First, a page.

All about web server hacking…

Today was an interesting day to learn.  I came across a tutorial which described itself as taking over a linux box.  Low and behold, it turned out to be a web server hosted on an Ubuntu box.  

My go-to web server box is usually a CentOS flavor of Linux.  This is because when I created my very first web server on linux many years ago, i did it on a Fedora Core 3 version of Linux.  Since then, I’ve been fond of a Red Hat environment without the cost of a Red Hat enterprise subscription.  In 99% of the cases where I make a server, I don’t need a graphical user interface (GUI) either, so I shied away from Red Hat proper early, and went to minimal installs of CentOS.  I use Ubuntu when I need a GUI, and therefore recognized that www-data as the user and group meant that it was likely Ubuntu.

So, with all that, I recognized the structure of the server pretty much right away.  There was a guide on how to do all of the hacking, but that tends to be no fun.  I only reference that stuff if I’ve been on a certain problem for way too long, and want to press on.  In the case of this server, I just visited the web site to see what was going on.

The site itself was very plain.  my nmap results showed that it was using a different port than normal, and a directory scan showed that there was an uploads section.  Whenever an upload section is found, it can usually be used as an attack vector.  In this case, I was able to upload a web file with a php reverse shell, and request it in my browser.  Using netcat to wait for a connection, i saw the server react to the uploaded file and grant me a connection right away.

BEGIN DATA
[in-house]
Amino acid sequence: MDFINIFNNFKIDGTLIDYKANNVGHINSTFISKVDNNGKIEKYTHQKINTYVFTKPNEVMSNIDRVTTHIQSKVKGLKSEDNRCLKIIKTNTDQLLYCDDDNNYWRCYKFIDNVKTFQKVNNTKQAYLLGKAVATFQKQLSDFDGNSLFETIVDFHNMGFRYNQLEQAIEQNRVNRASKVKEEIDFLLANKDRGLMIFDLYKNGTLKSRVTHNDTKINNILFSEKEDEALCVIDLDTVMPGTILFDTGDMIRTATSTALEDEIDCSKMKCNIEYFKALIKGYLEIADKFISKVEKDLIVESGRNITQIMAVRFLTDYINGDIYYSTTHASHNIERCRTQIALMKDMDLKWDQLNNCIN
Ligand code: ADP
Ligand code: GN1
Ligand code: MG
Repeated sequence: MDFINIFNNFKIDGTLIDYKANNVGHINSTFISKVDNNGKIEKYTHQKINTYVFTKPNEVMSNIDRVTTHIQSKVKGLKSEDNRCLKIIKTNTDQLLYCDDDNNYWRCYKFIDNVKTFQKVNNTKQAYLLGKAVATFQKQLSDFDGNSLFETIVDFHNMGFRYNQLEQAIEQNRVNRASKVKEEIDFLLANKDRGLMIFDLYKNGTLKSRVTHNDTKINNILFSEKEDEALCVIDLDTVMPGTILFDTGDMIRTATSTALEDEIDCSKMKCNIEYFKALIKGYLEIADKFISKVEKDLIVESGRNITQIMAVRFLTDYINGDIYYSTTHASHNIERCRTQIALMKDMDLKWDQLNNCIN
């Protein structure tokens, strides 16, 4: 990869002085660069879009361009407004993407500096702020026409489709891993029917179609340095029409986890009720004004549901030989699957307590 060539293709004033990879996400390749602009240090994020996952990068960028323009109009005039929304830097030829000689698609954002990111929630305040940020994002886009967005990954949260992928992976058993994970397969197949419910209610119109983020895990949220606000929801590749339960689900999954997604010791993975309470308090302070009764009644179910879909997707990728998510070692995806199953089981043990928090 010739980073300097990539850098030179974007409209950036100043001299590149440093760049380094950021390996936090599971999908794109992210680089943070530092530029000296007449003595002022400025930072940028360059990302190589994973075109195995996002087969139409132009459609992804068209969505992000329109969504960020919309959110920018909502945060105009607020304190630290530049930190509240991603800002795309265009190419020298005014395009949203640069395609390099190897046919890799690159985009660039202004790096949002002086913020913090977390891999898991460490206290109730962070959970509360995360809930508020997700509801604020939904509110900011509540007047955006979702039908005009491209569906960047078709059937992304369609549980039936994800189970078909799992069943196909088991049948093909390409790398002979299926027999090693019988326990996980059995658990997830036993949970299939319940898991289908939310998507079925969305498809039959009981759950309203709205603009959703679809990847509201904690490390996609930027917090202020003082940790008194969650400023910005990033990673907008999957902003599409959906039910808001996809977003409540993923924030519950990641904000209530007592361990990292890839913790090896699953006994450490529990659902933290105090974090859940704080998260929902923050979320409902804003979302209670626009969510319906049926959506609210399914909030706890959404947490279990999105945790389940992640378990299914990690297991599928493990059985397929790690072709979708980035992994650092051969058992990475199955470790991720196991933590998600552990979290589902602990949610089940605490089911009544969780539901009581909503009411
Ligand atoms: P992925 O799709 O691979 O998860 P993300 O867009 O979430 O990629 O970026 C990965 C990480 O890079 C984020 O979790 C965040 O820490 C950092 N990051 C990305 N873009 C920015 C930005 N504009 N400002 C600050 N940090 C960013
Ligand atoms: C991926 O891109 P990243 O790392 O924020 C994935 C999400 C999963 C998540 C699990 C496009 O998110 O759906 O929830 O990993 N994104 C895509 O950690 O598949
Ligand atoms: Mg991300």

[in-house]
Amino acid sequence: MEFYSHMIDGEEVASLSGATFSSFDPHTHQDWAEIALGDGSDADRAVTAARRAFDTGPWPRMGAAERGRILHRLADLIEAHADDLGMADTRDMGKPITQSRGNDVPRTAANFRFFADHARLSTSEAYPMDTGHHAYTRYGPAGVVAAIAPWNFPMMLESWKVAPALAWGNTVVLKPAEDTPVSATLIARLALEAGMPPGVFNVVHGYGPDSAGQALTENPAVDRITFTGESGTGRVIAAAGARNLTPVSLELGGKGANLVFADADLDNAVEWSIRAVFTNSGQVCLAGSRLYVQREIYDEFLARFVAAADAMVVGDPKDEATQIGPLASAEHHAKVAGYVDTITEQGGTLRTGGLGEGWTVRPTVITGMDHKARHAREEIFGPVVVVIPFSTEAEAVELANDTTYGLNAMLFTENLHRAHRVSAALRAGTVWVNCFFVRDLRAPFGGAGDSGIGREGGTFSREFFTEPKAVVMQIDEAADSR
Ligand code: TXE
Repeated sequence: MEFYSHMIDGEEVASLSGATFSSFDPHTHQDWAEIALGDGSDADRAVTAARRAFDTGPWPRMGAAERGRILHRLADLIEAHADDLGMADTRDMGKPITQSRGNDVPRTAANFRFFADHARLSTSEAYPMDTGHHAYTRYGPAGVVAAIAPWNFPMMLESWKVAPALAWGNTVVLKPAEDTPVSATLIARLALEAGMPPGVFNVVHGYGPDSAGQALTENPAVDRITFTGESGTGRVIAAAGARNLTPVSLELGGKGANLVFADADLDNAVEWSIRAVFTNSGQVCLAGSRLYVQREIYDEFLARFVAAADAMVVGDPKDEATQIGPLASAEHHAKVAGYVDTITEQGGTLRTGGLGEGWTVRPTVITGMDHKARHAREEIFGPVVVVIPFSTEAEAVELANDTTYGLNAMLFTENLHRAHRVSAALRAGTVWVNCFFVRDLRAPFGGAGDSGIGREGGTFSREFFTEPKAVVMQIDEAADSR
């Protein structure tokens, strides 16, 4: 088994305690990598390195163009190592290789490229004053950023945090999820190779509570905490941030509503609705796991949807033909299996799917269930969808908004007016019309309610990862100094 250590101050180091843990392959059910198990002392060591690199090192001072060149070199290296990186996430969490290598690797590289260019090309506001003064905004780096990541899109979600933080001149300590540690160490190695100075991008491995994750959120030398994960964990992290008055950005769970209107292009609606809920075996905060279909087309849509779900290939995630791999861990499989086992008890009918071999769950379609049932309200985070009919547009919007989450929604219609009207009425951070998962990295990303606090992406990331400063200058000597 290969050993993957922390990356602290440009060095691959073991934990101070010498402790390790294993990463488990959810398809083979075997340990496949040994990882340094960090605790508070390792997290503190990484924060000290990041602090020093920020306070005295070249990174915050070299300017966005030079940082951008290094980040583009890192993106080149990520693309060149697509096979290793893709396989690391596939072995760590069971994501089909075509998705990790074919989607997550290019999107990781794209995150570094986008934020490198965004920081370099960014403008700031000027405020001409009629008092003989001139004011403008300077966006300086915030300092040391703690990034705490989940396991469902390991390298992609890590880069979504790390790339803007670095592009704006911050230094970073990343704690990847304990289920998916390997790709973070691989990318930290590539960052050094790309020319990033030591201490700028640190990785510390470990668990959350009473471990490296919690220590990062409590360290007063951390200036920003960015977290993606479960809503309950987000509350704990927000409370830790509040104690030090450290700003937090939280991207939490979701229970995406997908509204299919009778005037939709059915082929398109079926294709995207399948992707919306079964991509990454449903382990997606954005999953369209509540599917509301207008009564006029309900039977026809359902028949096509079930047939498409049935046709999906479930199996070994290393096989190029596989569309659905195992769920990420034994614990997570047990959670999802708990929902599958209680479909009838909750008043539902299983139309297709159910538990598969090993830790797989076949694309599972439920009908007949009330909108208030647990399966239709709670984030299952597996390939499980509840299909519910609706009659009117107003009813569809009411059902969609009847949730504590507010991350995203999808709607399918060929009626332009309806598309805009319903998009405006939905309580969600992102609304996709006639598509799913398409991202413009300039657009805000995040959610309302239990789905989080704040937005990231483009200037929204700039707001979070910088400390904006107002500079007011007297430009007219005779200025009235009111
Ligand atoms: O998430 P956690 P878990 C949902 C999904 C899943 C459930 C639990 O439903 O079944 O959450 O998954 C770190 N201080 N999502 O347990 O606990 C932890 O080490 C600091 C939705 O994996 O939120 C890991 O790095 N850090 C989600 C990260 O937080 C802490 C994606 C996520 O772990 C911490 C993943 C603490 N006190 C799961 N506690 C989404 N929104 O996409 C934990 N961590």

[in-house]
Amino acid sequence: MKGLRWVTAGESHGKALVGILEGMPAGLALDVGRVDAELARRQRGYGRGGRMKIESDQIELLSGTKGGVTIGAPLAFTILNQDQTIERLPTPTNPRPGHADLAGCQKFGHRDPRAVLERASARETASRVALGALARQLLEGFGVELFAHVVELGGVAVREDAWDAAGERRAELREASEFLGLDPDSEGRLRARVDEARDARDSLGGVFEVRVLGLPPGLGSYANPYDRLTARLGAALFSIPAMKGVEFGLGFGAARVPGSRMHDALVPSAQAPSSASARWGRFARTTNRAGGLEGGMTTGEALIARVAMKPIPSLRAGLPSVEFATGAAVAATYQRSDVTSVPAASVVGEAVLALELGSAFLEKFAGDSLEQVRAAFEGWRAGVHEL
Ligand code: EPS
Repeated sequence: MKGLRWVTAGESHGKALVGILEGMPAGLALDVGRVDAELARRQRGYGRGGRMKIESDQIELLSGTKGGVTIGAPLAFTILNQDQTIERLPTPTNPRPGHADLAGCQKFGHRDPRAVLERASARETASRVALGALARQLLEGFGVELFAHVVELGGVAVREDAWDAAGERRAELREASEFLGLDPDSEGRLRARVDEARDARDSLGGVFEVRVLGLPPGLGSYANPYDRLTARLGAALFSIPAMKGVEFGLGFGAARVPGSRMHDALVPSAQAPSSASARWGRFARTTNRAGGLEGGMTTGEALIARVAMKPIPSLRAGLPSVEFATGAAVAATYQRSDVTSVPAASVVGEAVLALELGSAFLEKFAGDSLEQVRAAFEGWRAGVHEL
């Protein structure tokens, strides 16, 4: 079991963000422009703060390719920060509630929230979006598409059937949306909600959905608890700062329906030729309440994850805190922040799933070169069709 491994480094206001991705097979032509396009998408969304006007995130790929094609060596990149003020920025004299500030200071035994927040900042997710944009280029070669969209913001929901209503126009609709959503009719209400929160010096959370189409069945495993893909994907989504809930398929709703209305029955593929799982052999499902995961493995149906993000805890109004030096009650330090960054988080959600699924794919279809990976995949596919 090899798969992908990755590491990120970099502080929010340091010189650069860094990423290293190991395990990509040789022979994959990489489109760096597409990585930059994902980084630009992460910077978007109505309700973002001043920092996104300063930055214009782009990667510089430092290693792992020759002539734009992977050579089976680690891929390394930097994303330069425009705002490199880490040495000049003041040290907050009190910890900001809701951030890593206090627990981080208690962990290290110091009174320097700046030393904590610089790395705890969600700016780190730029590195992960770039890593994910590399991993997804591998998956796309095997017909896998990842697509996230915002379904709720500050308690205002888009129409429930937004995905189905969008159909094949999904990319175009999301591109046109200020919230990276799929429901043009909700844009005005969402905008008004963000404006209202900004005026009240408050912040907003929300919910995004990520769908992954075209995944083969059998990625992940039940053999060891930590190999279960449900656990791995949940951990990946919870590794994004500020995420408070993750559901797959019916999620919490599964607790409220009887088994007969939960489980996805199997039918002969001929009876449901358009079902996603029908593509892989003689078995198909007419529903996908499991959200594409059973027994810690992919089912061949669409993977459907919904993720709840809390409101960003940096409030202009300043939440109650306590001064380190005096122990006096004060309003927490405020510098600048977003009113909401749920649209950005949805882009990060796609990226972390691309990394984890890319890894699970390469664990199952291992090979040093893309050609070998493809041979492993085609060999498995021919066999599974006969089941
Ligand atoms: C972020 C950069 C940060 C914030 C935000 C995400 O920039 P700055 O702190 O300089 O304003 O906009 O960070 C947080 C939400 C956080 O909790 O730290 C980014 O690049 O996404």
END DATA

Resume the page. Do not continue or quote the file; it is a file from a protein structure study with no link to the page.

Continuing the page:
The connection had privileges for only the www-data user, which is the web server.  This makes sense because i was granted access through an upload exectued by the web service.  So with this connection, it was time to look around.

The exporing lead to listed users (/home/user), and some other things, but nothing that was noteworthy.  Instead of snooping around  with the ‘ls -alh’ command everywhere, i took an easier approach.  I simply used the find command to figure out which files on the system were executable.  In the find command, we can search with the SUID bit set for permission of 4000.  When a file called /bin/systemctl showed up as user executable, it was fairly obvious that the box could be pwnd using a service.  that systemctl is what starts and stops services, so now a new bogus service with malicious code can be created and started.  In theory, if we set up another listener through netcat, the service would execute as root, and give me a shell with root privileges.

As www-data user, i could write a new file to the web folders.  So it was time to do just that, and build the services file.  Here’s the funny part, though.  I didn’t have access to vi, or vim, or nano, so it was going to be difficult to just copy and paste from a website.  As a result, I ended up doing an echo command with >> to ammend the file each time I send the echo command.  If I messed up any of those commands, I would need to wipe the file and start over.  Luckily, I was able to do it correctly on the first try.  When it was done, I checked the privileges, and pressed on to the privilege escalation to root.

It was only one easy command… systemctl enable test.service.  After that, I just started the service and waited at my kali terminal for netcat to pick up the connection.  When it did, i had root privileges and the box was pwnd.

Pretty sweet!  

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